But 'biodynamic'? Here's an NZ website about biodynamics; it did make me wonder how familiar the OP writer was with its contents. For instance, biodynamic practice appears to include the belief that the stars & planets have an influence on crop production - but with the disclaimer that this involves astrology. It would be very interesting to see the scientific data that demonstrates an actual positive impact from the stars on plant and animal health & production. (Note: the actual stars - not regular seasonal changes.) There's some interesting commentary on biodynamics here. And then, of course, there's the implausibility of possum peppering...

 

Incidentally, I was interested to discover that the Bt toxin, produced by a common soil bacterium (Bacillus thuringiensishas been available as a spray-on insecticide for organic farming, in some jurisdictions, for at least 50 years, and is used in New Zealand. Arguments in favour of this, and against the use of GM crops that express the same toxin, include the suggestion that the latter could lead to widespread resistance to Bt toxin. However, the use of targeted sprays is also an agent of natural selection, & could eventually have the same result.

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This is an amended re-post of something I first wrote back in 2012.

We're in the lead-up to the start of the A semester & lately I've spent a lot of time lately advising students on their programs of study. (Consequently I'm a bit short of the time needed to give attention to serious posts on Serious Subjects.) One of the things we often talk about is which major(s) a student should study, where a 'major' is the subject that they will devote most time to over the second & third years of their degree.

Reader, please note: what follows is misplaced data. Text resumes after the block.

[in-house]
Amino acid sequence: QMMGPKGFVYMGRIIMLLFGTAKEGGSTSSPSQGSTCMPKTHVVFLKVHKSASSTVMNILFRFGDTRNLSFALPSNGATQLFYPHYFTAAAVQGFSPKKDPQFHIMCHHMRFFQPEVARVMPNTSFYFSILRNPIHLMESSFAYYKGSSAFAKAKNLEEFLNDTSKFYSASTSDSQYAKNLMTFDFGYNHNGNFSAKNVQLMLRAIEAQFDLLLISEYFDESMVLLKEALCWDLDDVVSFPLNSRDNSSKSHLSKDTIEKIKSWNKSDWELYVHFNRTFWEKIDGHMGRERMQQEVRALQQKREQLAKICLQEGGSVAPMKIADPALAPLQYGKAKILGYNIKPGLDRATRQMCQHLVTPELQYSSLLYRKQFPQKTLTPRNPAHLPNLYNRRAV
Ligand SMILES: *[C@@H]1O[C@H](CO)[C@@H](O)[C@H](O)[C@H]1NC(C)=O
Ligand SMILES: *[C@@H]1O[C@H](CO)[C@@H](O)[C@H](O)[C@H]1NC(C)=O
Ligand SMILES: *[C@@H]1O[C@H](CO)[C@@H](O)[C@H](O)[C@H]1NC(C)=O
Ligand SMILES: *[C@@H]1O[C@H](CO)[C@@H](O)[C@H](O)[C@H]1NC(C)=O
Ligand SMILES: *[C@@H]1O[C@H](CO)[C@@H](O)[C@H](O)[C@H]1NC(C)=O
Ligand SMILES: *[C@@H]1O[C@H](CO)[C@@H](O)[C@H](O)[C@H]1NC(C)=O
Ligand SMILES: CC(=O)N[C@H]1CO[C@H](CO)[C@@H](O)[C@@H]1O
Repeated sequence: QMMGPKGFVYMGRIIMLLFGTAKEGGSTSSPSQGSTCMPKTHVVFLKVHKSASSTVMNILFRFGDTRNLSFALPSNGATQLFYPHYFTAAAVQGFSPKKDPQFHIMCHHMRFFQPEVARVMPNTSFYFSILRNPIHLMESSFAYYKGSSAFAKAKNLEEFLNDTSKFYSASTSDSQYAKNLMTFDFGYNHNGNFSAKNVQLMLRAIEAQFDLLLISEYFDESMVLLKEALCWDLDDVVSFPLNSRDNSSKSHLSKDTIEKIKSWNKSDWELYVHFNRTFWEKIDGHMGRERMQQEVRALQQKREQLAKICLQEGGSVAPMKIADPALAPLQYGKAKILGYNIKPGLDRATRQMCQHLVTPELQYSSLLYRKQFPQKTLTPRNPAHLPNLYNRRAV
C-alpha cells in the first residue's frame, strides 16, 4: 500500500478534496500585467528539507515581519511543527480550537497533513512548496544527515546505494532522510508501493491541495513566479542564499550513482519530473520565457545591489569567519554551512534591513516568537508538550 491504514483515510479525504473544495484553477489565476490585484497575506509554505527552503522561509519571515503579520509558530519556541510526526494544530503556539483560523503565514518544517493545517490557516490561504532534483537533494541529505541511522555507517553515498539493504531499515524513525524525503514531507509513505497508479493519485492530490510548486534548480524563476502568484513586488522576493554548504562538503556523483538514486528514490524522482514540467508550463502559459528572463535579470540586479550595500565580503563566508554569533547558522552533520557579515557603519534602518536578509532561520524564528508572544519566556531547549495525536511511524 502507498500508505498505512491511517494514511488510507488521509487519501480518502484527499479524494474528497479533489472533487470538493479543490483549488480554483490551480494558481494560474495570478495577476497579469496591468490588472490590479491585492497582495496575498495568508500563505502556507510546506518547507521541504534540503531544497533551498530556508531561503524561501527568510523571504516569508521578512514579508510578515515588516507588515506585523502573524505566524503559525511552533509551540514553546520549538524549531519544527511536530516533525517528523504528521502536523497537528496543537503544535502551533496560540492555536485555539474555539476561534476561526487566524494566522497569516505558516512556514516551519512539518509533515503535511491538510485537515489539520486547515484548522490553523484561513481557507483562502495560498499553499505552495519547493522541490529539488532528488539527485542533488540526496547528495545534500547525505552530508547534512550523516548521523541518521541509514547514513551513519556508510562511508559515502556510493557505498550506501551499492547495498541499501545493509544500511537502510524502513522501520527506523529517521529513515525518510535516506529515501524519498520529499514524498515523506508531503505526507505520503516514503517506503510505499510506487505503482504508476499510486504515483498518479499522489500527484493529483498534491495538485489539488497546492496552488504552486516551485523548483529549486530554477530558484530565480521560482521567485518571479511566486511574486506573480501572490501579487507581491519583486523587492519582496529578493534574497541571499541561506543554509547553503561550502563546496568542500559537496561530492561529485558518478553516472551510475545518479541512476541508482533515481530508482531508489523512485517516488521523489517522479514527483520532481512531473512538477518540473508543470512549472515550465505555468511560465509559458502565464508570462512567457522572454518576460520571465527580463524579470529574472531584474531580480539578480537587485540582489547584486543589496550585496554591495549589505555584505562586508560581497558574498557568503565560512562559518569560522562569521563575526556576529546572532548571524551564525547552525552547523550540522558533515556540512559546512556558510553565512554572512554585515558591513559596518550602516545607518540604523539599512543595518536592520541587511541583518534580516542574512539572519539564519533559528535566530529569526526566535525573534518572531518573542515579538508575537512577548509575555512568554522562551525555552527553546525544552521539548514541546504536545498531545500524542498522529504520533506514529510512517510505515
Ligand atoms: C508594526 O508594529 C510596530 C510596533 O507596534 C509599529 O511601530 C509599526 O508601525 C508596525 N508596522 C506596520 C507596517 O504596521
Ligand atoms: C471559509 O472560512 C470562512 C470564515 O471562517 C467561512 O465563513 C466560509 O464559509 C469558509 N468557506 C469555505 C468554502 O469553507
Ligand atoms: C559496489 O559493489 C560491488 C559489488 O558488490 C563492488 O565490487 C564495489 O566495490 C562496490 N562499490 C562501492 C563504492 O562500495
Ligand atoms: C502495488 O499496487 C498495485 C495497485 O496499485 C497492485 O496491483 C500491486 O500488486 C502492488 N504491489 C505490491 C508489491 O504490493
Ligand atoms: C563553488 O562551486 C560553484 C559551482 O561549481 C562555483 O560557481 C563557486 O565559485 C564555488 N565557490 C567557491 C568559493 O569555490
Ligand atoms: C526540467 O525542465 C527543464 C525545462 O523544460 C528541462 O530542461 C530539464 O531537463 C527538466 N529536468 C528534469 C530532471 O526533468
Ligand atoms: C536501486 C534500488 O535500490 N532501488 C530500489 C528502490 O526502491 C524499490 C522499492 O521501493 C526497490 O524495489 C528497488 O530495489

This is an important decision for first-year students as it pretty much determines how they're going to spend much of their study time in the ensuing years, and so we take quite a bit of time to talk about the various options, and I often find myself asking 'where do you see yourself in in 5 years' time? It's serious stuff as you don't want to get it wrong, and sometimes I encounter someone who is just a bit confused by the various majors on offer & how they're structured - but happily I have yet to meet anyone with the views parodied by the good folks at xkcd :-) (Thanks to my friends at Number8Network for passing this on, and yes - someone has already had a go at singing it!)

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So, last night I was asked how hedgehogs mate. 

The obvious answer was, carefully! My interlocutor suggested that perhaps face-to-face was most likely, but as far as I know, very few species (& that short list includes our own) do that. It turns out that care is indeed needed, for the male approaches the female from behind, & she must adopt what's coyly called a 'special posture' and flatten her spines so that the sensitive portion of his anatomy doesn't take on the appearance of a kebab.

The question was actually part of a wider discussion around the architecture of sexual reproduction: the mechanics of how the bits fit. If you'd like to hear the entire thing, it's here on the RadioLive site.) Entomologists, in particular, seem to spend quite a bit of time studying this architecture, not least because these details may help them distinguish between species that are otherwise pretty much identical in their appearance. (There's a lovely story about Michael May's work on dragonflies here, complete with etchings illustrations.)